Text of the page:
Smokeless Europe

President Jacques Chirac is pursuing his "war on tobacco" with the passion one might expect of a man who struggled to quit the deadly habit. Already France's 14 million smokers face big, boldface new warnings that smoking kills and, perhaps only slightly less worrisome to a Frenchman, can damage sperm, reduce fertility and cause impotence. Come January, the last of three rolling tax hikes will have raised the price of a pack by more than 50 percent to about 5.50--nearly 2,015 a year for a pack-a-day smoker. That helps to explain why the amount of tobacco consumed in France has begun to drop substantially for the first time in decades--particularly among men.

Indeed, the tobacco industry is under attack all over Europe, where half a million people are believed to die from tobacco-related illnesses each year. Ireland is set to ban smoking in public places--including pubs and restaurants--as of the new year. European Union Health Commissioner David Byrne has promised legislation banning smoking in the workplace across the Continent. New limits on tobacco advertising and the tar and nicotine content of cigarettes went into effect in June, and the EU is preparing to eliminate 1 billion in subsidies to the tobacco industry. Through-out Western Europe cigarette consumption is either just holding steady or beginning to fall, as in France, Germany and Spain.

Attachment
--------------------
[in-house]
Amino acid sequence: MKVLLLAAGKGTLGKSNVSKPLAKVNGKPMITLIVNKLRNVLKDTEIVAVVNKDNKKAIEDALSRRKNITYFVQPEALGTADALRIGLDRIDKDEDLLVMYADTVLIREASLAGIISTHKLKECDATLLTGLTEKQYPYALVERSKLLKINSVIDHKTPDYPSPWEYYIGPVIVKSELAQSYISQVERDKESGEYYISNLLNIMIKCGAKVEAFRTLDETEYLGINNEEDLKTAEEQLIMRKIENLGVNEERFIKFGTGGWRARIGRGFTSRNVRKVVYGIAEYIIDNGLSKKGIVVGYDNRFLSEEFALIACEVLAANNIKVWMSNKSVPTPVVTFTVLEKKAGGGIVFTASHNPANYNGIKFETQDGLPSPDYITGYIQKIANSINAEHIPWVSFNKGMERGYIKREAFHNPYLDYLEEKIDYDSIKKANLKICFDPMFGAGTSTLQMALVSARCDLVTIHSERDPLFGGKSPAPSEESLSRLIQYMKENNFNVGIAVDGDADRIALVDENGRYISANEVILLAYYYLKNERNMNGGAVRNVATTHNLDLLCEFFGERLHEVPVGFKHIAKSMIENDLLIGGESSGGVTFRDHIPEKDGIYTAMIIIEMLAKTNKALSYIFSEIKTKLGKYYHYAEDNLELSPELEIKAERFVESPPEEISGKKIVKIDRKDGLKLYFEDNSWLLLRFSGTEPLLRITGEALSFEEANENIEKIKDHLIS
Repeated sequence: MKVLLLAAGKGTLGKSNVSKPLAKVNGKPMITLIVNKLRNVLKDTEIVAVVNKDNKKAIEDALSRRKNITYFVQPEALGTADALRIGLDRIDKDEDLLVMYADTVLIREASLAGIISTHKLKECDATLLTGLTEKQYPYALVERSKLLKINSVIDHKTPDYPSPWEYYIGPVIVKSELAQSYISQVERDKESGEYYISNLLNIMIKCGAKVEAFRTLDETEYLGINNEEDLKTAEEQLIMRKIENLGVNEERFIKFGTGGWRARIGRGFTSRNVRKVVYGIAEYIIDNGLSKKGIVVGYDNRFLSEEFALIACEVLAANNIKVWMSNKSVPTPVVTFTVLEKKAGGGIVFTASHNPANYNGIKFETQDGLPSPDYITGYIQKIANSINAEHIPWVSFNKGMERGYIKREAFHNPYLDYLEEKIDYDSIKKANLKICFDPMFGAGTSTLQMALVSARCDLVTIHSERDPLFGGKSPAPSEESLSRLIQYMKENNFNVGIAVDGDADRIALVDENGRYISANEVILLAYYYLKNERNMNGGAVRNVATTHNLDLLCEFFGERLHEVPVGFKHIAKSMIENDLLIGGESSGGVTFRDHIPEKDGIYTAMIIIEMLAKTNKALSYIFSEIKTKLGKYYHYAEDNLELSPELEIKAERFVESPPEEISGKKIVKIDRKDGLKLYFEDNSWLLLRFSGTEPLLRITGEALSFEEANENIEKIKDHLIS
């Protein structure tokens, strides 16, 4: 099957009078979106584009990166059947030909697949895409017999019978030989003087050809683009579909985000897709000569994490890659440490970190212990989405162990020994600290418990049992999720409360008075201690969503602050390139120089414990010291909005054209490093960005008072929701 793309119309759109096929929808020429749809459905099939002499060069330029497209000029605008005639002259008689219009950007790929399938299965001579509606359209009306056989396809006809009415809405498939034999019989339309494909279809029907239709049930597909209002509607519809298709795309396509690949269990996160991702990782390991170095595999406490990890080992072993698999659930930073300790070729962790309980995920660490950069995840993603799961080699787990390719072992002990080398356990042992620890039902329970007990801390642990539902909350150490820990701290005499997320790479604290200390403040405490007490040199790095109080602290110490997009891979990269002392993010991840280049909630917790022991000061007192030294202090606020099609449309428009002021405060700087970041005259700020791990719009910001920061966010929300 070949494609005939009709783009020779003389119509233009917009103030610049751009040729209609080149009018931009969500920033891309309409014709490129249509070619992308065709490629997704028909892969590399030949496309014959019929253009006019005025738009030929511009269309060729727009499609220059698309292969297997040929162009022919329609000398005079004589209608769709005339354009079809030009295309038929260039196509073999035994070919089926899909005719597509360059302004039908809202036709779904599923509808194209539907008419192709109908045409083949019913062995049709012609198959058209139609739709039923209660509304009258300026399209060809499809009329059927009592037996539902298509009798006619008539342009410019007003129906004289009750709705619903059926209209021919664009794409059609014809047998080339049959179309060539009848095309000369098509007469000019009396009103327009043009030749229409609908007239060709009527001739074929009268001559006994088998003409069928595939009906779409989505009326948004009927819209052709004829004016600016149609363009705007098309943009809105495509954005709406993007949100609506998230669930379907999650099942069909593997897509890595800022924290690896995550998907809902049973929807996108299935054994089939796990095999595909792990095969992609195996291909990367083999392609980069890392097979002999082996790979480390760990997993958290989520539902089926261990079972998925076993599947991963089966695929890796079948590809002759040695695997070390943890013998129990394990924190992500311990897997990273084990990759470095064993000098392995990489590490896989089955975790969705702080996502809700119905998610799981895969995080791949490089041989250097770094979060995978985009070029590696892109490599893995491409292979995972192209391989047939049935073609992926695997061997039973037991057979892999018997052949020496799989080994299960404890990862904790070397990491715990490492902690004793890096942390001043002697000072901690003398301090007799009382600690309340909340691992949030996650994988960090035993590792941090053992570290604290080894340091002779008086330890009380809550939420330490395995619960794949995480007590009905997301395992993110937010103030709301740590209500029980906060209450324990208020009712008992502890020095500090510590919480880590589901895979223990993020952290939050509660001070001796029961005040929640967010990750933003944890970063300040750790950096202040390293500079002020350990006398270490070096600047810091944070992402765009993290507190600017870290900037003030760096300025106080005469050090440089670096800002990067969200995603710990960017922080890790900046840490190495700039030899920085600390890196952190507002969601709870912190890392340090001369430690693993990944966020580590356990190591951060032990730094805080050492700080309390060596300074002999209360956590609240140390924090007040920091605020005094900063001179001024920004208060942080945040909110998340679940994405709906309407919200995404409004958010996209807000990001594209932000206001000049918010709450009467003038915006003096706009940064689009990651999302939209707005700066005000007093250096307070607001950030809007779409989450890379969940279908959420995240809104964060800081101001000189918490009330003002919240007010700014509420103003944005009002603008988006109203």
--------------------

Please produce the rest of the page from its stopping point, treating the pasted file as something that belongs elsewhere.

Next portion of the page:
In response, French tobacconists have staged a series of increasingly radical protests, culminating on Oct. 20, which marked the latest tax increases, with the nation's first "day without tobacco" demonstrations. The tobacconists' confederation says 95 percent of members closed their shops. Some vendors lit carton-burning bonfires. Earlier, 100 angry vendors closed the border with the tiny duty-free Pyrenean nation of Andorra (where cigarettes sell at 40 percent of French prices). Confederation leaders say Chirac's war threatens 200,000 jobs in French tobacco fields, and claim to have collected 4.3 million signatures protesting the new taxes. Radical tobacconists are threatening to disrupt elections by refusing to distribute ballot stamps, a task they perform in some rural districts. Members of the right-wing National Front party are even attempting to mobilize angry smokers--who tend to be conservative--against the center-right government.

These protests look increasingly like the desperate moves of an industry in retreat. France first required small warning labels in 1991, but most smokers just ignored them, joking that France is not California. Until the late 1990s the government held stock in the Seita tobacco company, which once held a near monopoly on tobacco sales in France. Seita eventually merged with a Spanish rival to become Altadis. In a sign of how much attitudes have changed, the French state launched its first big lawsuit against the tobacco industry this summer, seeking more than 18.6 million in compensation for the cost of caring for alleged tobacco victims. The targets of the suit: Philip Morris, JTI Reynolds, Rothmans and Altadis, which argued that it has always placed the required warnings on its cigarette packs and funded health studies.